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December 1988

Endothelial Morphologic Features and Function After Long-term Extended Wear of Contact Lenses

Author Affiliations

From the Mayo Foundation, Rochester, Minn.

Arch Ophthalmol. 1988;106(12):1677-1679. doi:10.1001/archopht.1988.01060140849024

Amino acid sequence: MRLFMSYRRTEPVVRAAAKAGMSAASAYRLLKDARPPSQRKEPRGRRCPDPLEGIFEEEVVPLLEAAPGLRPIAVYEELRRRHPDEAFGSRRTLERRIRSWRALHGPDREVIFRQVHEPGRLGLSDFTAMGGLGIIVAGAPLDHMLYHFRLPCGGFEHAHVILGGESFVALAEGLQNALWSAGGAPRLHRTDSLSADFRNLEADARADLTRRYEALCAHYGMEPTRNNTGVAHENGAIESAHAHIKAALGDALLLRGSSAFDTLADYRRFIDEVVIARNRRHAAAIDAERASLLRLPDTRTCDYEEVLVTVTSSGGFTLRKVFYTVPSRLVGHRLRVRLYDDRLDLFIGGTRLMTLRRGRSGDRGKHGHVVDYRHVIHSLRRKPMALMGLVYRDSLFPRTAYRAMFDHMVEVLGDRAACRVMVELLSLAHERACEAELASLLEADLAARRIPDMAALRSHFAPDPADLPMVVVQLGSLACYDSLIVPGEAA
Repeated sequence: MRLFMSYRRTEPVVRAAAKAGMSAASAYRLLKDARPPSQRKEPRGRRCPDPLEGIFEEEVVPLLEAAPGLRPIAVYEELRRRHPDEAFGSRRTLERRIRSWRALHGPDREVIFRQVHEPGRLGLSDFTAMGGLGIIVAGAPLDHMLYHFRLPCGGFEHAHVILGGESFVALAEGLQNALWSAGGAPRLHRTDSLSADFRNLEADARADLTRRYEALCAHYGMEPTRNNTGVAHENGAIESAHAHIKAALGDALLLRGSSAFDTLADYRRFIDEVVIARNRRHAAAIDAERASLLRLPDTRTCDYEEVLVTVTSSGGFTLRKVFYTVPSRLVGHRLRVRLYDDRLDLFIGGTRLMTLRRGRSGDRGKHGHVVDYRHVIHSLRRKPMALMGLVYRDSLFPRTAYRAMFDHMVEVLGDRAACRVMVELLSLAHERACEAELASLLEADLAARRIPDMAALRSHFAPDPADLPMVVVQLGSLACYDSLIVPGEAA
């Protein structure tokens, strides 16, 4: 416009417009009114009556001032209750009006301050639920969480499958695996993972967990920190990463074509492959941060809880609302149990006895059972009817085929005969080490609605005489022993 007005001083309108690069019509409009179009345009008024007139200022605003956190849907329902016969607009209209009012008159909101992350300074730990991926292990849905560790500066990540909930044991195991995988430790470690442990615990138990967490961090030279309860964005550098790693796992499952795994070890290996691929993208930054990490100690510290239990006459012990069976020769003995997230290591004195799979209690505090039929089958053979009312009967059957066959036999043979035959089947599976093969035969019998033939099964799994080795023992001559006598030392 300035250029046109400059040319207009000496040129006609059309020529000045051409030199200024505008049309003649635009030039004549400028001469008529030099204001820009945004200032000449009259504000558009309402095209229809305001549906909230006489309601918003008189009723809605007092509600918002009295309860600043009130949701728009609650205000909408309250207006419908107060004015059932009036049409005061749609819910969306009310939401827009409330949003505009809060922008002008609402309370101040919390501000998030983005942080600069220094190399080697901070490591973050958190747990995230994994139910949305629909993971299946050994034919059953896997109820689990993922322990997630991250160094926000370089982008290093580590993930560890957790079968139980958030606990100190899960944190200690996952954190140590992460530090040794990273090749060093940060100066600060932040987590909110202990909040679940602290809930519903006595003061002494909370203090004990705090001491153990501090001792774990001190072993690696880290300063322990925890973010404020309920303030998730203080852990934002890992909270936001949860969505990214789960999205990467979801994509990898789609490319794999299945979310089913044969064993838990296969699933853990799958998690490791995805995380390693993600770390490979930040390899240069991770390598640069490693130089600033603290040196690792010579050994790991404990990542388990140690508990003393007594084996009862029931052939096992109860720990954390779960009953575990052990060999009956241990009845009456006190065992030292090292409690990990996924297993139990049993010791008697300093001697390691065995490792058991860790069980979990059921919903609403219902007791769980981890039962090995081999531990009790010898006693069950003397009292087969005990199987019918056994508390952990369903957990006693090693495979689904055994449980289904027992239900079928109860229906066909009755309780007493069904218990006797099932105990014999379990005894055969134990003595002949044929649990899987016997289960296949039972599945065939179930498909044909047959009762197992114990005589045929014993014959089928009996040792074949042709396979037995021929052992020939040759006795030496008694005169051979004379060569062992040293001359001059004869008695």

• We performed anterior segment fluorophotometry and endothelial cell photography on 11 subjects who had used extended-wear contact lenses for at least two years. The lenses had been removed for cleaning at intervals of one to four weeks. Forty subjects of similar age who did not wear contact lenses served as a control group. The coefficient of variation of cell size was increased in the contact lens group compared with the control group; no significant difference in mean endothelial cell size was found. The percentage of seven-sided cells making up the endothelial cell mosaic was increased in the contact lens group compared with the control group (15% vs 12%, respectively). No difference in corneal clarity, central corneal thickness, endothelial permeability to fluorescein, or rate of flow of aqueous humor was found between the groups. There was a significant correlation between duration of lens wear and mean endothelial cell size. Extended-wear contact lens usage induces morphological changes in the corneal endothelium; these changes may progress as the duration of lens wear increases. We detected no functional impairment, however.

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